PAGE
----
Michael Surkan of the Optimistic Bear again invited me on his radio show to discuss the ongoing issue with Dubai and its potential knock-on effects around the world. As I mentioned in my technical update on the weekend, this issue itself is not likely large or relevant enough to cause a global bout of deleveraging. But it may contribute to a loss in the prevailing optimistic tone toward the ability of some sovereigns to make good on their debts. The assumption is that any sovereign in trouble will be bailed out or assisted by another sovereign, the IMF, etc.
But this may be a premature assumption. Explicitly guaranteeing the debts of other sovereigns may increase the perception of systemic instability. German finance minister Peer Steinbrueck learned this last year when he blurted something about not allowing any Euro member to go belly up. He later backed away from that statement, surely after being made aware of the implications: if Germany were to guarantee the debts of all euro nations, they themselves would be perceived as ultra high risk. Abu Dhabi is certainly aware of this potential issue, hence their reluctance to immediately back Dubai.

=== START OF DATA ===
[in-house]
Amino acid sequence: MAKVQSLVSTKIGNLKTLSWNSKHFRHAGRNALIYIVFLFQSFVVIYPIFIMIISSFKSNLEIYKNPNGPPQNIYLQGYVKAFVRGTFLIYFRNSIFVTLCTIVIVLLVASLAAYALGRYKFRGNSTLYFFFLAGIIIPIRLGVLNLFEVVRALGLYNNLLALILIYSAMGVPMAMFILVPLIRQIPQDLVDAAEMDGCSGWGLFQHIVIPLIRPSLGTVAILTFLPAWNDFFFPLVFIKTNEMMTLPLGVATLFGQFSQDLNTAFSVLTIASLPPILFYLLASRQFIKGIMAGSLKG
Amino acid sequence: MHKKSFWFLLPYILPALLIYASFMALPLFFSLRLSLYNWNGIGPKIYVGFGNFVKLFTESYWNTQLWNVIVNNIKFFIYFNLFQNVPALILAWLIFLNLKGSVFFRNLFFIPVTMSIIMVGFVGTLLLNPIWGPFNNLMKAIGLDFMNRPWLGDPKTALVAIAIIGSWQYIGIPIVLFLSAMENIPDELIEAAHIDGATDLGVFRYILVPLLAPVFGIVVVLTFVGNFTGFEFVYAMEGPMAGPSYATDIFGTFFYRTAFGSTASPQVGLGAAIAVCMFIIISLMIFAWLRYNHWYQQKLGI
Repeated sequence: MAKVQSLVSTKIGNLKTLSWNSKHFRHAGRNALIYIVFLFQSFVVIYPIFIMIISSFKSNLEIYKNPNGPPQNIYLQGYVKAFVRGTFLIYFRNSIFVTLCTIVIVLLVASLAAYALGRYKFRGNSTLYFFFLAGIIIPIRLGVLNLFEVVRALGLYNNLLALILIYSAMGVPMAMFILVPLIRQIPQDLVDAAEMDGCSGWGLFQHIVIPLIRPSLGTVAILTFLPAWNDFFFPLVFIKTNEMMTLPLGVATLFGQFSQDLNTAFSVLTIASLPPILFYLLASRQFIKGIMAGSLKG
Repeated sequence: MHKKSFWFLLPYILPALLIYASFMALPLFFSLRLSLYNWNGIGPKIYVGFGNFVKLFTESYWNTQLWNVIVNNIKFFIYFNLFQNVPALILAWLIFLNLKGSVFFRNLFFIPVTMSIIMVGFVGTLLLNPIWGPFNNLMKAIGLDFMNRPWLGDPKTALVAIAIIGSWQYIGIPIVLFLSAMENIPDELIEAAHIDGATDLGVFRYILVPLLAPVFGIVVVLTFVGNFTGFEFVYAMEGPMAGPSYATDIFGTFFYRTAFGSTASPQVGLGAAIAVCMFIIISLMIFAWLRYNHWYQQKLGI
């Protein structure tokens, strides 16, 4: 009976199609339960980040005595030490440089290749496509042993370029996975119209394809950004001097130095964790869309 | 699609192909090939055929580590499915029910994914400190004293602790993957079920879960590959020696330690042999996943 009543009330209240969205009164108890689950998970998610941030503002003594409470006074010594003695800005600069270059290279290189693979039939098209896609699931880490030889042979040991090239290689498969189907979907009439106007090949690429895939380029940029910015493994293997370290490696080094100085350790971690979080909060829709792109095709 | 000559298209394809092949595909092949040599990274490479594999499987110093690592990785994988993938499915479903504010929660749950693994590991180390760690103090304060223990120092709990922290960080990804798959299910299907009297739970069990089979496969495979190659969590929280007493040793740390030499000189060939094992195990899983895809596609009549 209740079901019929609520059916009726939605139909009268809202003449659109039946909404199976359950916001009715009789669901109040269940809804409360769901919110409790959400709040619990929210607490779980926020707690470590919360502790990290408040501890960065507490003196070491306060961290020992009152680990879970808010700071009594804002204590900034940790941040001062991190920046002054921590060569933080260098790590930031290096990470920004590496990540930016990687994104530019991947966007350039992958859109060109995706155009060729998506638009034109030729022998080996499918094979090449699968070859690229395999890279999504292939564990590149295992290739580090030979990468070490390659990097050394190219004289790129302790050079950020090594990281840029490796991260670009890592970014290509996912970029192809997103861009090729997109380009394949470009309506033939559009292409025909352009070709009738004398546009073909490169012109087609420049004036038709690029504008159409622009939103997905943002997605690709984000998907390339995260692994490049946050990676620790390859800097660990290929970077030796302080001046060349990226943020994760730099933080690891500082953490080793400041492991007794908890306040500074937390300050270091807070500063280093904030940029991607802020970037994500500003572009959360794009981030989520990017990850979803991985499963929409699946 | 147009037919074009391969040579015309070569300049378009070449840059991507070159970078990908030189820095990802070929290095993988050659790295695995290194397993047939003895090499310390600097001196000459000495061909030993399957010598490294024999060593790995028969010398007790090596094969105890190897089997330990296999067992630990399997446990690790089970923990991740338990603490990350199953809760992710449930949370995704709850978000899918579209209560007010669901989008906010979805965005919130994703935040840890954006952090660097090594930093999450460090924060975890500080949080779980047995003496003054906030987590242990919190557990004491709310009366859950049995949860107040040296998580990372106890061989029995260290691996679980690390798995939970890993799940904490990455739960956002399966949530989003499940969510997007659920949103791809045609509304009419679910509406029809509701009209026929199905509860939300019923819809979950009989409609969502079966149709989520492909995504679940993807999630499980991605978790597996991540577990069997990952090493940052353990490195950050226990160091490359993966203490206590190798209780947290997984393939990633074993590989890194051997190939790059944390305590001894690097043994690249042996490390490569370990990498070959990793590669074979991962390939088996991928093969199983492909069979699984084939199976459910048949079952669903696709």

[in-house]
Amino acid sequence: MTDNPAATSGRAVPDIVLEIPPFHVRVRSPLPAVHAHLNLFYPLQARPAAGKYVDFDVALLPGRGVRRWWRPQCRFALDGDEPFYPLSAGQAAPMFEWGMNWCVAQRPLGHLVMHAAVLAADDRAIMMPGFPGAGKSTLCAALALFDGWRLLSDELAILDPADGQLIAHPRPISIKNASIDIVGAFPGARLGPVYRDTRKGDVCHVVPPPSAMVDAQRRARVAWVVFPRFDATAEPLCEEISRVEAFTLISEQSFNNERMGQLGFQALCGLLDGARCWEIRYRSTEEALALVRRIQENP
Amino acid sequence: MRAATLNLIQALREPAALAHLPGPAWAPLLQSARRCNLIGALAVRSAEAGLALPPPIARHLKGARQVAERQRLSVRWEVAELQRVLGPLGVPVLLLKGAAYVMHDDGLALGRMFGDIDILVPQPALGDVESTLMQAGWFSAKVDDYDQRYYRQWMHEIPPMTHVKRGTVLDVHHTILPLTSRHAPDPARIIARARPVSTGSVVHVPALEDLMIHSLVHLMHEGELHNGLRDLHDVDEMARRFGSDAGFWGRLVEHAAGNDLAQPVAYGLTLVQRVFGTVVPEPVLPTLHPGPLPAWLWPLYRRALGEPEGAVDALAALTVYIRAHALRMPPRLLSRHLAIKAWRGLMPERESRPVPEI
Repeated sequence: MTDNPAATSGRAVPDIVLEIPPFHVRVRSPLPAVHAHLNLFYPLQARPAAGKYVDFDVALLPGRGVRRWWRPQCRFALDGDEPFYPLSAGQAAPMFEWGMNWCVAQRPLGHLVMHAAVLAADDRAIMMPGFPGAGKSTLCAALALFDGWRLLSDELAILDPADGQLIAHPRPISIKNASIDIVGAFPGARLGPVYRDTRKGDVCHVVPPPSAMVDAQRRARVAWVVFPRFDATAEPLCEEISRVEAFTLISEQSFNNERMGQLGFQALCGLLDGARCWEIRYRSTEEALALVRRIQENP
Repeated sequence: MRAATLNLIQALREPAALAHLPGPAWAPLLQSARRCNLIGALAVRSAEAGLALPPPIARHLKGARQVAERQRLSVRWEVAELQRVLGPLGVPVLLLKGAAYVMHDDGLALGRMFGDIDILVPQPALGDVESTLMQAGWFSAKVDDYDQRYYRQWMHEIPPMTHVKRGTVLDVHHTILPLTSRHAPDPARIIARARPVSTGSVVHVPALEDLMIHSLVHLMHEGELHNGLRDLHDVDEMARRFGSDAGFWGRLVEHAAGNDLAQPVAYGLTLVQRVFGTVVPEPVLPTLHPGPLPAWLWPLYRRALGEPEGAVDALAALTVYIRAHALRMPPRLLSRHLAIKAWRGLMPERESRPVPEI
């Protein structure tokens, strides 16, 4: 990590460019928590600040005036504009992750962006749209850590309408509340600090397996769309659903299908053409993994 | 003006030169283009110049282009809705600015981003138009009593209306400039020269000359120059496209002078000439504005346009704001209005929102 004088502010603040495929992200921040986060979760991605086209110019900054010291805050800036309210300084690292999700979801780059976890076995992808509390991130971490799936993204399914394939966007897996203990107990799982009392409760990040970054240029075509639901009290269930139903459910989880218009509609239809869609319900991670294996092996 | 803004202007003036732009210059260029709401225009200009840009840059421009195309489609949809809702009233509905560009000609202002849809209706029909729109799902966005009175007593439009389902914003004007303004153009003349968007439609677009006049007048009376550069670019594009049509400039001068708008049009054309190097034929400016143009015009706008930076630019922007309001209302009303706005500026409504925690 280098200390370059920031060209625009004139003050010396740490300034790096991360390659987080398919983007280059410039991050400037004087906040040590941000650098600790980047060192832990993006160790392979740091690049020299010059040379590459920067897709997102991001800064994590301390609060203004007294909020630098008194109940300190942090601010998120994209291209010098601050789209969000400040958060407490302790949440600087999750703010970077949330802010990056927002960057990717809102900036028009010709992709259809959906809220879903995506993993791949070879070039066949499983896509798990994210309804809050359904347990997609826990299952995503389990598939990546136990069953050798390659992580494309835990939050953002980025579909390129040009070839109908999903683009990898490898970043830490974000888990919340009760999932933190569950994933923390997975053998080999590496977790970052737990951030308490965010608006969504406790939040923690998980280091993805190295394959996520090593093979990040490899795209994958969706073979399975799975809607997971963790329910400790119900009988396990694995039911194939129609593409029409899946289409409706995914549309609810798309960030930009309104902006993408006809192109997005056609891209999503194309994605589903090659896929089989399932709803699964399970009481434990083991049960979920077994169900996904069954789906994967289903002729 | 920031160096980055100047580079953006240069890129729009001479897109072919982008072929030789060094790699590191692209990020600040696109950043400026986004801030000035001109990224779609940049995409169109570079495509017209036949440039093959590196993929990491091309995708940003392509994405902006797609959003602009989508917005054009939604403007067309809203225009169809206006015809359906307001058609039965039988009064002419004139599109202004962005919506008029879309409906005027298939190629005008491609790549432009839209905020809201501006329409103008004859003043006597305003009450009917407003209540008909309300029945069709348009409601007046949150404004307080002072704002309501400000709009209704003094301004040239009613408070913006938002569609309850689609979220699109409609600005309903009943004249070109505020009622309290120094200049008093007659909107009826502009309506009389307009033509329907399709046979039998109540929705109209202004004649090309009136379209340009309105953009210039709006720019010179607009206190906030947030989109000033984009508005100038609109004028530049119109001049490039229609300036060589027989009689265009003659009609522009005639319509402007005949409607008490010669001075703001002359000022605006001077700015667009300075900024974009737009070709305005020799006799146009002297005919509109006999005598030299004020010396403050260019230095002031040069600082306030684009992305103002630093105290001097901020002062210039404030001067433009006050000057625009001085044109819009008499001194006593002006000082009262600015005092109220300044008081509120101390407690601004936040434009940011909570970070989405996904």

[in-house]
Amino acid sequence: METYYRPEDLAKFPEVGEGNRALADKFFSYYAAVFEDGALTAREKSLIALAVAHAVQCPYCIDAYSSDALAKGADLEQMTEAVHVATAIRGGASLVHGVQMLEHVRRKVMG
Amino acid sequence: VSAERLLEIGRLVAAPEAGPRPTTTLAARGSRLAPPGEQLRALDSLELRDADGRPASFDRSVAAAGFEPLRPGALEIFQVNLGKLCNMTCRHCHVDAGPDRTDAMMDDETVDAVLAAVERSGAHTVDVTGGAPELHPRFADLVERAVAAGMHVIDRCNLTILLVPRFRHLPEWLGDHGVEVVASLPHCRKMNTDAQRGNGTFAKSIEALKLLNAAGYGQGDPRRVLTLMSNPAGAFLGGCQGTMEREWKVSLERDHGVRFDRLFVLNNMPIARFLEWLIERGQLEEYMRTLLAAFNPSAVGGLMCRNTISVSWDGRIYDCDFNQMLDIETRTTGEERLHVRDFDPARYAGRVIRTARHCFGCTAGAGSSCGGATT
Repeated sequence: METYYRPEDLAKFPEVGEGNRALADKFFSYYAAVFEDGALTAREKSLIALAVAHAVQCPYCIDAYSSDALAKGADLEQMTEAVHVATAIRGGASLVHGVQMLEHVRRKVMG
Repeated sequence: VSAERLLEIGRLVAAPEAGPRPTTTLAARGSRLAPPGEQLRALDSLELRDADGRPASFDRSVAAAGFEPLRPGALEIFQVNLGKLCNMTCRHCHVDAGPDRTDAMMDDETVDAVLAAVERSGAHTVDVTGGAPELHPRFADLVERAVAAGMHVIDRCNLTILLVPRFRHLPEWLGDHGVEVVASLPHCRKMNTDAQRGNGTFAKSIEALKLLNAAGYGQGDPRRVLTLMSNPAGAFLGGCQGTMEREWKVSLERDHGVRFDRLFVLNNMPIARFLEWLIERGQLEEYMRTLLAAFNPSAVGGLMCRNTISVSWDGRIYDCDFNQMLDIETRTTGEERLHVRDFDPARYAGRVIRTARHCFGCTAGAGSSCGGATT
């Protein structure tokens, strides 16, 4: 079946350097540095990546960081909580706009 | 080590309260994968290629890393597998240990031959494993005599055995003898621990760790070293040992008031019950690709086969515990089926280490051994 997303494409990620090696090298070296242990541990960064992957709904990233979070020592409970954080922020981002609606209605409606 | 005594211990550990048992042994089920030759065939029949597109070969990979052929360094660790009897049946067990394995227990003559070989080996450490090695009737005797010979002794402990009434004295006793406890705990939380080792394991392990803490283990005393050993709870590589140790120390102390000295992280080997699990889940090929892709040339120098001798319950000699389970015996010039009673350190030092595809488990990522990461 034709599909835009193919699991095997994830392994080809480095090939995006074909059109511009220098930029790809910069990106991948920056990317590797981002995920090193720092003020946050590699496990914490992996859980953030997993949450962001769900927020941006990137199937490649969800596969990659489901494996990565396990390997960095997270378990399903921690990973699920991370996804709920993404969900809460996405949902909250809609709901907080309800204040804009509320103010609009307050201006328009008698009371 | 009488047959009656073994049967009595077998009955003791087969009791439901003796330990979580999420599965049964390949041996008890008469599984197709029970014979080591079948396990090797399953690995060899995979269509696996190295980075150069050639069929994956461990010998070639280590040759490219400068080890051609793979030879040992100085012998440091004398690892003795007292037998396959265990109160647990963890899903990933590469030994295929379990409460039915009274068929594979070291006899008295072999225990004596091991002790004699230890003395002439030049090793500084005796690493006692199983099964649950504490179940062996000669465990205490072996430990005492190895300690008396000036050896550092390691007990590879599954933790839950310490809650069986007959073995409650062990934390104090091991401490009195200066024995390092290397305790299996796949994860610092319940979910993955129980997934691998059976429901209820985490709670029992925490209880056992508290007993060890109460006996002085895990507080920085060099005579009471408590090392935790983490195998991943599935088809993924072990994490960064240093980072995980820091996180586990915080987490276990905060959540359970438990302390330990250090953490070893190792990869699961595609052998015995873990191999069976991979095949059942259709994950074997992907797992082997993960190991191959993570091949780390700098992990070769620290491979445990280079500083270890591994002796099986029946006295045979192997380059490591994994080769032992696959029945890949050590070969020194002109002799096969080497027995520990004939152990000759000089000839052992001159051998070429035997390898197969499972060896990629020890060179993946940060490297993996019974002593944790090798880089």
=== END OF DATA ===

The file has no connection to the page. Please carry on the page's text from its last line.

The next assumption is that many heavily indebted sovereigns will attempt to pay off their debts through traditional measures (tax revenues, inflation, austerity, etc). Many times these measures are not politically possible. So strategic default starts to become a legitimate way out. Once this begins, it is difficult to stop in its tracks. Nobody wants to be stuck paying interest on debts while their competitors operate debt-free. Eventually, this will happen. New political parties will be elected and will view the debt burdens as "obligations of previous regimes."
Right now they continue to play extend and pretend. Extend the duration of obligations and pretend that assets are worth more than they really are. That will work only so long as it appears beneficial for everybody involved (ie. rising stock market). Soon, the sheer mathematics overrun the ability to continue this. As Steve Keen put it so well recently, and as Karl Denninger continually posits, the world's debt burden relative to our productive output is too high and is only poised to rise. And the percentage of our incomes required to service this debt is also too high. This has a corrosive effect on our ability to invest in productive capacity which lessens the other side of the ledger (output). All of the above puts upward pressure on risk premiums (ie. interest rates), which self-perpetuates the worsening servicing ratios.
This is the "Minsky moment" we experienced briefly last year. Confidence was high that it could be prevented. We are now in the process of testing that theory. In my opinion it will fail and another Minsky moment will soon occur - this time with dramatically less confidence in the ability of central bankers to postpone its effects, and less political capital to act as they did before.
Listen to the podcast below (run time about 20 mins).
As always, comments are appreciated.
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